James Bond has undergone many makeovers and reimaginings since he first appeared in Ian Fleming’s novels, but the British intelligence agent remains the template for the cool spy. Bond’s inspired imitators, parodies, and sincere homage; he’s even received the young adult treatment on multiple occasions. Author Anthony Horowitz has been a double agent of sorts, writing both authorized Bond novels as well as putting his spin on the super-spy in the Alex Rider book series. Now it’s Horowitz’s turn to have his work adapted, as Guy Burt’s Alex Rider series comes to IMDb TV. The series has the spirit of Horowitz’s books, which offer a heightened take on the coming-of-age story, though Burt has left the more outlandish gadgets, like exploding diamond ear studs, from the source material behind. The Tutankhamun writer also borrows from Cold War-era Bond stories, updating their politics and taking a cue from their more taciturn leading man.
War & Peace’s Otto Farrant stars as the titular teen with a knack for getting in and out of trouble, but who, at first glance, doesn’t seem all that different from his peers. He struggles to summon the courage to talk to his crush, Ayisha (Shalisha James-Davis), despite being egged on by his best friend, Tom (Game Of Thrones’ Brenock O’Connor). Alex is well adjusted, but it’s clear that he and Tom form their own group outside of any of the other big cliques at school. His devotion to his best friend lands Alex in some hot water in the premiere, but being grounded becomes the least of his troubles when his uncle Ian (Andrew Buchan) is killed in a car crash. But Alex doesn’t buy the story of the fatal collision; he insists his banker uncle was way too uptight and conscientious to break the speed limit. He immediately starts retracing Ian’s steps to learn the truth, parkouring his way around industrial sites and grappling with grown men (it’s cool, Alex knows krav maga). Basically, he starts acting like a spy, because, as it turns out, he’d been trained surreptitiously by his uncle, who was also a spy.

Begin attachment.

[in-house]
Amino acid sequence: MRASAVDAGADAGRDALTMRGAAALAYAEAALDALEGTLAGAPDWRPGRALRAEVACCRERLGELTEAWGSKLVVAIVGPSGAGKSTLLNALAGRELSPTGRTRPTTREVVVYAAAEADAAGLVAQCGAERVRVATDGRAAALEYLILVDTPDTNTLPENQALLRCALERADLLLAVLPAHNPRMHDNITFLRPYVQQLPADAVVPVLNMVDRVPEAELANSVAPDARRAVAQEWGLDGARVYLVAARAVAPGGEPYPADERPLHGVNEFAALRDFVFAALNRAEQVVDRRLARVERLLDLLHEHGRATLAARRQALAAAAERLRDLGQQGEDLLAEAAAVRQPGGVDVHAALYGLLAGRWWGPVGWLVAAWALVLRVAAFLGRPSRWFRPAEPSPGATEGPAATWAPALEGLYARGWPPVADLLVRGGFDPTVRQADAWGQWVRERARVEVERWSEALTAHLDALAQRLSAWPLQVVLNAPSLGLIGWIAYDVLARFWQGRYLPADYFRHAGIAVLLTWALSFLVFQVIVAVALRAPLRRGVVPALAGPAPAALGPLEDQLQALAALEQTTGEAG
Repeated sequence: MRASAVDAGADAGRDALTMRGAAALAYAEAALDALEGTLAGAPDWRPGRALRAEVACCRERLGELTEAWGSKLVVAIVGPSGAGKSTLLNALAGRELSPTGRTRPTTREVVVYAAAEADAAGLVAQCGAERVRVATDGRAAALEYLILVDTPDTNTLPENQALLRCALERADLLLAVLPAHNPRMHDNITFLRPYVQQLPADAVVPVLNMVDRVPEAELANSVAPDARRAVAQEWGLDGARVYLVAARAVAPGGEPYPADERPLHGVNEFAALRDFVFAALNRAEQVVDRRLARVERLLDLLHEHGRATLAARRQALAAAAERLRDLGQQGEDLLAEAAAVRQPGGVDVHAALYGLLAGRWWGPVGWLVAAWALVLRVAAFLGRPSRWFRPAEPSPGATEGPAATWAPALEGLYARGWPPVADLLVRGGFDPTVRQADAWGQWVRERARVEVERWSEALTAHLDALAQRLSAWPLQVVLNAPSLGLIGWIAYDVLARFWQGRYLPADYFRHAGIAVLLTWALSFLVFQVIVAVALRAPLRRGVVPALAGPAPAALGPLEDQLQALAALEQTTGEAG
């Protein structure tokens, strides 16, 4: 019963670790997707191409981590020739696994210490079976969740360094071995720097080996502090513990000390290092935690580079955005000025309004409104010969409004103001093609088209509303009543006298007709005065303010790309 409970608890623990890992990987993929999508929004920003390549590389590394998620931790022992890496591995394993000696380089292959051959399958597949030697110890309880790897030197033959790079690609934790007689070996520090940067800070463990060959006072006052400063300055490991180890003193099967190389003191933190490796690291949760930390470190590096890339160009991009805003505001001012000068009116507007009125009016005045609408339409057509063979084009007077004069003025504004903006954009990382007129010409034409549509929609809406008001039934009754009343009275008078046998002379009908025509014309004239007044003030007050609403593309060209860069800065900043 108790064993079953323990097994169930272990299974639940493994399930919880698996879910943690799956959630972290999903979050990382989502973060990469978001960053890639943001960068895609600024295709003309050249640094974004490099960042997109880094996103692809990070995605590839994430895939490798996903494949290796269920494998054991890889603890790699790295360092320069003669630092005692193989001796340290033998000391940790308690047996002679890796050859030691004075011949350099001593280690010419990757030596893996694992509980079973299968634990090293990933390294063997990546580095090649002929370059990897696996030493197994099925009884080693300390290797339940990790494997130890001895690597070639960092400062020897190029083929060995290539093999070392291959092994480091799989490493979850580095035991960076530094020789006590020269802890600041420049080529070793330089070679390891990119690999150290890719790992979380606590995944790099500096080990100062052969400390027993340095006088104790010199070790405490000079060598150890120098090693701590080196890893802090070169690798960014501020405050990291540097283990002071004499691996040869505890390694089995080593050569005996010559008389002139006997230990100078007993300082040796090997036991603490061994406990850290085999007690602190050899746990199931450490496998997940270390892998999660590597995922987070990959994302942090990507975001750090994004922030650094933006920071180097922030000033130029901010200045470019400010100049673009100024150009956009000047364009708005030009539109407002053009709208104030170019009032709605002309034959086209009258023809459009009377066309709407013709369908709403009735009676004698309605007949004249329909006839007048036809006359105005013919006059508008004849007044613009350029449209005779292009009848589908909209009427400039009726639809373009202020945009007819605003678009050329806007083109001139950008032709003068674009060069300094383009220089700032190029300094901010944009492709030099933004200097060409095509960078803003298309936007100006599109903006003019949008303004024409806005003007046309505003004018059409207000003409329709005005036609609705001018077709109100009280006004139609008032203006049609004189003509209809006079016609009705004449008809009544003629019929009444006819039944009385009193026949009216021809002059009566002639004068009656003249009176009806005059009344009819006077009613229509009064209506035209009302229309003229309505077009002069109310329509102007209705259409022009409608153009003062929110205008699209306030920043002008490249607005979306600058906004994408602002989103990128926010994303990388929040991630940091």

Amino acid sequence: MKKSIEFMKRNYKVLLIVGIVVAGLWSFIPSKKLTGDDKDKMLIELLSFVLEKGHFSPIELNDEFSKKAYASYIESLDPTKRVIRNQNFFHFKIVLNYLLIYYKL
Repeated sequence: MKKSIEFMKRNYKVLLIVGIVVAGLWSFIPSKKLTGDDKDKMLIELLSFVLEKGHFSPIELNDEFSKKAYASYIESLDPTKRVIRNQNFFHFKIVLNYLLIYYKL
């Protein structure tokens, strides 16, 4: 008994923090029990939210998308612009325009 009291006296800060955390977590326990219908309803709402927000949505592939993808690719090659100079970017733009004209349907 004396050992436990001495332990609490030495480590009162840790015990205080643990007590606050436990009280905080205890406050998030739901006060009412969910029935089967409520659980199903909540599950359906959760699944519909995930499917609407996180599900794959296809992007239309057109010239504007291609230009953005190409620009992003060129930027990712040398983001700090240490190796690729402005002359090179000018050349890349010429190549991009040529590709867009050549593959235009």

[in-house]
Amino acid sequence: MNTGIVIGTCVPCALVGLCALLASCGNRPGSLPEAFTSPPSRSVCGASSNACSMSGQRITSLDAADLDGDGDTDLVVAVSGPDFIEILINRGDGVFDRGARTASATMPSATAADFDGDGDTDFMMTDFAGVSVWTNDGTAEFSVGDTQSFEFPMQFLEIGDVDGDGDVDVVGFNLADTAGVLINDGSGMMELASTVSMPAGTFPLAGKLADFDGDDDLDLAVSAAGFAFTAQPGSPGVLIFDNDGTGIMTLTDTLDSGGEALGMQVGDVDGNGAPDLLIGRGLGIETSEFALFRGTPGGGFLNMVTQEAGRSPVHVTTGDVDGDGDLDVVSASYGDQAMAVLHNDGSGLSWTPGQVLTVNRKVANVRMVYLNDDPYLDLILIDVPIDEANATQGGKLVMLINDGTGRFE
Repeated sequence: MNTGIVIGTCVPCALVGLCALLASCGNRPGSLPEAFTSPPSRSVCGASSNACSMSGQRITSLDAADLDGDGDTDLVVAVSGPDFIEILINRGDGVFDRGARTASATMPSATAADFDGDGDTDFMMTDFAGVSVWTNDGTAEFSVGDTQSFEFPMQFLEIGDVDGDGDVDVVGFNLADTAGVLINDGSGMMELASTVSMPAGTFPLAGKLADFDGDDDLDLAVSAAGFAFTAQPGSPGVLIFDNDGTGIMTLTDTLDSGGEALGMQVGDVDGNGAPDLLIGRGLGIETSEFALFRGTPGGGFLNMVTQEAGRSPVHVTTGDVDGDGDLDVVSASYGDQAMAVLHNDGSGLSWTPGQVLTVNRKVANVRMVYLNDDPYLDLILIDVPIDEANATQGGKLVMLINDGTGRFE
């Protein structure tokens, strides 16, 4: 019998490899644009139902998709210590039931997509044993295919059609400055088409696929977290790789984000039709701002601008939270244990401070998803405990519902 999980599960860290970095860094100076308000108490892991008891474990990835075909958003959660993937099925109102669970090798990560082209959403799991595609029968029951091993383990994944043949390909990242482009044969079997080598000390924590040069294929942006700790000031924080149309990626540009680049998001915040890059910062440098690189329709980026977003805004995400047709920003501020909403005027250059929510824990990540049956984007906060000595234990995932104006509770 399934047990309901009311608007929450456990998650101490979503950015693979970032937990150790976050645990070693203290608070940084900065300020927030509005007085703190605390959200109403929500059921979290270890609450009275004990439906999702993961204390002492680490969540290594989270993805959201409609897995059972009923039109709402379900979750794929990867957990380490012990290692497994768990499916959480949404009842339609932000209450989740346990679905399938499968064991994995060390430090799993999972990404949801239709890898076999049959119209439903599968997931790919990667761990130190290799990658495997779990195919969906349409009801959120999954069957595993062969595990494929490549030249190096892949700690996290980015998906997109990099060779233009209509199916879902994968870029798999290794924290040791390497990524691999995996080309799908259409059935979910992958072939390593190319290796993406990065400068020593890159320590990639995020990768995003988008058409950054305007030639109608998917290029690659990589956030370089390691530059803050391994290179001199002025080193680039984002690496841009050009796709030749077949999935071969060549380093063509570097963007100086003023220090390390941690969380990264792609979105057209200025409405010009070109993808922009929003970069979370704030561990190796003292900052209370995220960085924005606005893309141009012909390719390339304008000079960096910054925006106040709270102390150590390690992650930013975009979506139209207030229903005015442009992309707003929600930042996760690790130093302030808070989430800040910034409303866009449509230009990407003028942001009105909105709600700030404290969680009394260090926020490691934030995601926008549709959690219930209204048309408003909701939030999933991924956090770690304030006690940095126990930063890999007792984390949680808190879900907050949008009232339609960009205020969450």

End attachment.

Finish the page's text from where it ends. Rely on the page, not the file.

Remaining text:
Things move quickly in the first four episodes, and rarely ever let up throughout the eight-episode first season. Soon, Alex has been enlisted by a shadowy intelligence organization led by Alan Blunt (Stephen Dillane), a man who multiple people claim has an agenda independent of keeping England and her secrets safe. The recruitment scenes are some of the clunkiest early on, as seasoned agents, including the gruff Wolf (The Red Line’s Howard Charles), look on in admiration as Alex easily passes all of their tests. Aside from a stray crack from Tom about Alex’s ability to get into places, there’s no foundation for all his spy know-how. Alex Rider is the rare show that doesn’t indulge in flashbacks, but a few glimpses into Alex’s past would have actually been beneficial here. Because while it’s not that hard to believe Uncle Ian might have been passing along some useful bits of spy knowledge, it’s impossible to imagine how he trained his nephew to withstand noise torture and other “enhanced interrogation techniques” without Alex catching on. But what’s a spy show without a few—okay, more like a dozen—sequences that beggar belief?